Seasonality and Moisture Content

Jan 7, 2016

We recently purchased a moisture meter and have been monitoring the moisture content of our coffees. We record the moisture content of samples of the coffee at reasonably regular intervals. At the moment we are at the data collection stage and are not drawing too many conclusions. We are interested to see what happens to our green beans over a period of time, and to what extent the moisture content stays within the parameters outlined above. At the very least we hope to identify any downward trends and to take action before the quality of the beans deteriorates. In the short time we’ve been taking readings, it has made us reflect on how we view the notion of seasonality.

One aspect of seasonality relates to the moisture content of the green beans. Following processing, green coffee beans are dried to a specific moisture content. One of our current coffees, Gatuyaini for example, is dried to a moisture content of between 10 and 12% before it is shipped. This is pretty typical of a speciality coffee: the Speciality Coffee Association of America defines a standard for speciality coffee as having a moisture content of 10–12%, with 11.5% the optimum[1].

Over time the coffee is likely to lose its moisture content and as it dips below 10%, aroma, acidity and freshness begin to fade, pretty much disappearing by the time the coffee reaches a moisture content of 8%[2]. In practice, the longer we hold on to the coffee, the more likely it is to lose moisture, and this will have a negative impact on the roasted bean. In addition, as the coffee dries, it will roast differently: the heat will transfer quicker through the bean resulting in quicker roasts. It should also be noted that green coffee beans with a moisture content above 12% may be susceptible to mould development, and at higher moisture contents still, the beans become unstable – they readily lose moisture.

Storage conditions can also have an impact on the moisture content in the coffee. If the coffee is stored in a location where the humidity in the air is too low, some of the moisture will leave the bean. The water molecules in the bean will have bonded to other particles, such as some of the desirable volatiles, and as the moisture leaves the coffee, so do these desirable substances. Similarly if the humidity in the air is too high, the beans are likely to absorb moisture and this may bring with it undesirable substances which taint the bean.[3]

For the majority of coffees we’ve used over the past months, the above makes sense. Their moisture content remains stable and comfortably within the 10–12% range. However, there have been a couple of notable exceptions. Earlier in the year we used a coffee from Bolivia, Tres Estrellas. The sample tasted good and the purchase price reflected our high expectation of the coffee. We did not have access to the moisture meter when the coffee first arrived so were only able to start monitoring about a month in. We were surprised to have readings in the low 9% range, which was also reflected in the cup quality. I never felt this coffee lived up to expectations and it didn’t have the brightness we’d come to associate with other coffees from Bolivia.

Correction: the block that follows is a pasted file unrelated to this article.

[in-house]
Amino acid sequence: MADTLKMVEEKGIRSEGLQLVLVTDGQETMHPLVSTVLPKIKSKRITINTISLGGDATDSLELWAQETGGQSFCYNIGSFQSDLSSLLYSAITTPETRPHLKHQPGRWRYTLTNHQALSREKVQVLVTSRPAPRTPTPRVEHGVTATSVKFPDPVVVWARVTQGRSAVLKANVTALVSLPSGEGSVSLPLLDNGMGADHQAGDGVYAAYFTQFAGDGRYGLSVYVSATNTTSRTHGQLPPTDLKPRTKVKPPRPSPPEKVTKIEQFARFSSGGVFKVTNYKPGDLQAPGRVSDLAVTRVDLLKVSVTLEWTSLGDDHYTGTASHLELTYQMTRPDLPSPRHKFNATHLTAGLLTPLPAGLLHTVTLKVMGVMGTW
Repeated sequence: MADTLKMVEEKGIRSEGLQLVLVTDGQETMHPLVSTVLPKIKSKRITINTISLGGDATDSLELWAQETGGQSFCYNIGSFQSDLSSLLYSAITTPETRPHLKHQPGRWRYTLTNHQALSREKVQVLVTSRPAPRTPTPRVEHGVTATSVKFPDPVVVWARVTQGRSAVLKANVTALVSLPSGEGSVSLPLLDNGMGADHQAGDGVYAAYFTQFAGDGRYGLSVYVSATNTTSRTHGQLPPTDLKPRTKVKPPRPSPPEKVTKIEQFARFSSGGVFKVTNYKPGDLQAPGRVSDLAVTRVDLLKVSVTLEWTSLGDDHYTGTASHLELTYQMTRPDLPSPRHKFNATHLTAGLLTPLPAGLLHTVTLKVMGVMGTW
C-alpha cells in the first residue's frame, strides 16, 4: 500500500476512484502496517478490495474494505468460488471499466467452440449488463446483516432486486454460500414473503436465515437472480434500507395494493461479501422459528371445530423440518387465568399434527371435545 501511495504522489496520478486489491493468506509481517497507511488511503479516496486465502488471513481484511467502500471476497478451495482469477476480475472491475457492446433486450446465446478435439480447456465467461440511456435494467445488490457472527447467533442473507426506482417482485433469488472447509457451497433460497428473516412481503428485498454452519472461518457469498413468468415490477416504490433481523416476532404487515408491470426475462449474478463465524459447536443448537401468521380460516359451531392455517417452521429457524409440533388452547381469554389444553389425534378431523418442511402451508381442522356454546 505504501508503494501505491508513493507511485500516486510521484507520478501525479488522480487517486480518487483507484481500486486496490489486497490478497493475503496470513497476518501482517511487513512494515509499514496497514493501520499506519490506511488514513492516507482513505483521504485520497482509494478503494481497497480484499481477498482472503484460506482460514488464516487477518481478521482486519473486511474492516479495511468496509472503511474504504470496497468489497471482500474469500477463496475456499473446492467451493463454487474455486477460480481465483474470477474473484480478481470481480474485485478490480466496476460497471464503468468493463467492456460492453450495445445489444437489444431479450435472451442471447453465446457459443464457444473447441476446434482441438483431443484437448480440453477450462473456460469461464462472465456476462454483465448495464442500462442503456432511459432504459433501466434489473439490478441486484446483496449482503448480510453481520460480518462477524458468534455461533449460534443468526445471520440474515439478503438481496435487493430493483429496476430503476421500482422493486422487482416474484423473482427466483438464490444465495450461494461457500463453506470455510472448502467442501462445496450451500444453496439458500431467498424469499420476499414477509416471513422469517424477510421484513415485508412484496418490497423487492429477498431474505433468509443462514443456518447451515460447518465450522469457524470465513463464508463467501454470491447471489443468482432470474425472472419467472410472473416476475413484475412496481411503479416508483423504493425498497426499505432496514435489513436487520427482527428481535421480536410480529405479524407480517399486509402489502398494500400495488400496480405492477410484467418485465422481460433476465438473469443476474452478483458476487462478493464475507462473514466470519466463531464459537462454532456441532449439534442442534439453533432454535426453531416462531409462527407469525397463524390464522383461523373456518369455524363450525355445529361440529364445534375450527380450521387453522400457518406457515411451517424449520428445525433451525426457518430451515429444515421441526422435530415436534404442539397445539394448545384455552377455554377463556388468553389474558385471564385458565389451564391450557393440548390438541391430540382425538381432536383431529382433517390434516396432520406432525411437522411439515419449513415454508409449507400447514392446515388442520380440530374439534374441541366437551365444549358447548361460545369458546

Contrast that with another coffee we were using at the time, Regalo de Dios. We picked this coffee up very late in the season based upon the sample we tasted. In addition we probably over committed to this coffee which meant we were still using it much later than we would have liked. The moisture content of this coffee remained consistently high, around the 11% mark, despite being around 12 months after harvest. The coffee also cupped very well and proved to be a popular addition to our range. One explanation for this is the increased use of GrainPro bags to protect the coffee within the outer hessian sack, though the Bolivian example above was also shipped in GrainPro.

These experiences also introduced us to the notion of water ativity, which is the energy status of water in a system[4]. Whereas moisture content is concerned with the total water in a coffee bean, water activity is concerned with the degree to which that water is bound at a cellular level. Of the two coffees highlighted above it may be reasonable to hypothesise that they have different water activity levels: the water activity in the Tres Estrellas being higher, thus making it succeptible to greater overall moisture loss. We have yet to invest in the technology to measure water activity though I have a feeling it will only be a matter of time before we do. In the meantime we will continue to monitor the moisture content of our coffee, adding a quantitative indicator to accompany that tried and trusted subjective measure, taste.

  1. SCAA Standard | Green Coffee Quality, November 2009  ↩
  2. Coffee quality-Moisture content and drying  ↩
  3. Keeping it Real: Storing & Preserving Green Coffee Part 2 of 2, Roast Magazine, July/Aug 2008  ↩
  4. Hot Water, Roast Magazine, Jan/Feb 2014  ↩